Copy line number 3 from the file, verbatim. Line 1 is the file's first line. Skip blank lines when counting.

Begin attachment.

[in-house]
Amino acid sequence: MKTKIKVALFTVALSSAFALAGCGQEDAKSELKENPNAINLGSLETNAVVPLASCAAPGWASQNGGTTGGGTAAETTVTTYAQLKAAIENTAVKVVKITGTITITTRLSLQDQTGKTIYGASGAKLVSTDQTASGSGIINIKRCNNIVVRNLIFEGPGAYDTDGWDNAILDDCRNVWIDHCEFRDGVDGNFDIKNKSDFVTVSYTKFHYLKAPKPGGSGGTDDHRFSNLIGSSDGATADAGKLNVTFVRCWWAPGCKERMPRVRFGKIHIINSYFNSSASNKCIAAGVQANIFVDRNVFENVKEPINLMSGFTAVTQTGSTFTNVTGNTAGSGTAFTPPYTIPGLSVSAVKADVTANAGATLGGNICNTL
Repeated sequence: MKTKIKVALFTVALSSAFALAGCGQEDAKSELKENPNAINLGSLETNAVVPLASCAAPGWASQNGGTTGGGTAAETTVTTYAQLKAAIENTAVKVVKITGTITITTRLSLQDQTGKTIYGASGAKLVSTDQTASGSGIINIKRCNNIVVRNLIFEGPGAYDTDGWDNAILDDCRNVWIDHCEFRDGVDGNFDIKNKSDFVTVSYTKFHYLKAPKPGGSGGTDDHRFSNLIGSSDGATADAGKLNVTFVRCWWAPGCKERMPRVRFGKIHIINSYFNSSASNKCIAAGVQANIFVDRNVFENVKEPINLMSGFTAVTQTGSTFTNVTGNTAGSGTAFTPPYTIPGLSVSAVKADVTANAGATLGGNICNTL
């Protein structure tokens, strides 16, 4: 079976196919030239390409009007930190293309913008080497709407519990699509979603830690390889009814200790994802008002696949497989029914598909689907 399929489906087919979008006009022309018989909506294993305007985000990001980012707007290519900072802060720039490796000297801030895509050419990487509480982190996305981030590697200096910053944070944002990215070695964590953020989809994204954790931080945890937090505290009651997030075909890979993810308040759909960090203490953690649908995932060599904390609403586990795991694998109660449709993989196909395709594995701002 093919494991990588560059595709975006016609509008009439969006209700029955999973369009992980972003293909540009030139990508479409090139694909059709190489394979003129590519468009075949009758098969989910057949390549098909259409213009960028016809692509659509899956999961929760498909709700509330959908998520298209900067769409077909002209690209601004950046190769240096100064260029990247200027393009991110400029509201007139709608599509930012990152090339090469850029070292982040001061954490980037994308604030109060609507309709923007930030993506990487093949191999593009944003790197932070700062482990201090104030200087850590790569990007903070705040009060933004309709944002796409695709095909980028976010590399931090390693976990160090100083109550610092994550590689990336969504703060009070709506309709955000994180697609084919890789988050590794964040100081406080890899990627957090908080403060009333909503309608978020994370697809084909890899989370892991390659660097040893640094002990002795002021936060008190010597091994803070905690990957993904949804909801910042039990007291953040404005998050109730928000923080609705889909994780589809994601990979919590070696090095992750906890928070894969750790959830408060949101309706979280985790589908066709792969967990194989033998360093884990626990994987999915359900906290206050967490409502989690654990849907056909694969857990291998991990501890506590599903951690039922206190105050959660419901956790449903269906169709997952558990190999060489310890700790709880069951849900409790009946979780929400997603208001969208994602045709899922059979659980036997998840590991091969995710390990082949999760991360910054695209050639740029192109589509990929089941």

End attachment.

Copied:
Repeated sequence: MKTKIKVALFTVALSSAFALAGCGQEDAKSELKENPNAINLGSLETNAVVPLASCAAPGWASQNGGTTGGGTAAETTVTTYAQLKAAIENTAVKVVKITGTITITTRLSLQDQTGKTIYGASGAKLVSTDQTASGSGIINIKRCNNIVVRNLIFEGPGAYDTDGWDNAILDDCRNVWIDHCEFRDGVDGNFDIKNKSDFVTVSYTKFHYLKAPKPGGSGGTDDHRFSNLIGSSDGATADAGKLNVTFVRCWWAPGCKERMPRVRFGKIHIINSYFNSSASNKCIAAGVQANIFVDRNVFENVKEPINLMSGFTAVTQTGSTFTNVTGNTAGSGTAFTPPYTIPGLSVSAVKADVTANAGATLGGNICNTL